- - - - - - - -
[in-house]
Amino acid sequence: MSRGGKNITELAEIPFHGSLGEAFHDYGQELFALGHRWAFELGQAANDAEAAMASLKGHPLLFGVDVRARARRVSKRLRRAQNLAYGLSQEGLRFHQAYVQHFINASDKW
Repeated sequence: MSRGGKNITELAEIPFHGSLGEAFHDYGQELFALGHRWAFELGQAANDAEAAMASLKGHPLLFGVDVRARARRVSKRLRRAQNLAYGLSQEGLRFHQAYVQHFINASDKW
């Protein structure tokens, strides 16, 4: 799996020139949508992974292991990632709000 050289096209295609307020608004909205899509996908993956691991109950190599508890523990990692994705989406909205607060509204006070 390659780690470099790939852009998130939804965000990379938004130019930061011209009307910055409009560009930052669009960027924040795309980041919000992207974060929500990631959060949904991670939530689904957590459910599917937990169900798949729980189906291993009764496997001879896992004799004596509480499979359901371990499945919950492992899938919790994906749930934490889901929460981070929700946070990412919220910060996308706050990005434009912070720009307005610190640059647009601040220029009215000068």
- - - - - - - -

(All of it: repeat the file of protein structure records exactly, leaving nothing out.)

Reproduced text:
[in-house]
Amino acid sequence: MSRGGKNITELAEIPFHGSLGEAFHDYGQELFALGHRWAFELGQAANDAEAAMASLKGHPLLFGVDVRARARRVSKRLRRAQNLAYGLSQEGLRFHQAYVQHFINASDKW
Repeated sequence: MSRGGKNITELAEIPFHGSLGEAFHDYGQELFALGHRWAFELGQAANDAEAAMASLKGHPLLFGVDVRARARRVSKRLRRAQNLAYGLSQEGLRFHQAYVQHFINASDKW
């Protein structure tokens, strides 16, 4: 799996020139949508992974292991990632709000 050289096209295609307020608004909205899509996908993956691991109950190599508890523990990692994705989406909205607060509204006070 390659780690470099790939852009998130939804965000990379938004130019930061011209009307910055409009560009930052669009960027924040795309980041919000992207974060929500990631959060949904991670939530689904957590459910599917937990169900798949729980189906291993009764496997001879896992004799004596509480499979359901371990499945919950492992899938919790994906749930934490889901929460981070929700946070990412919220910060996308706050990005434009912070720009307005610190640059647009601040220029009215000068």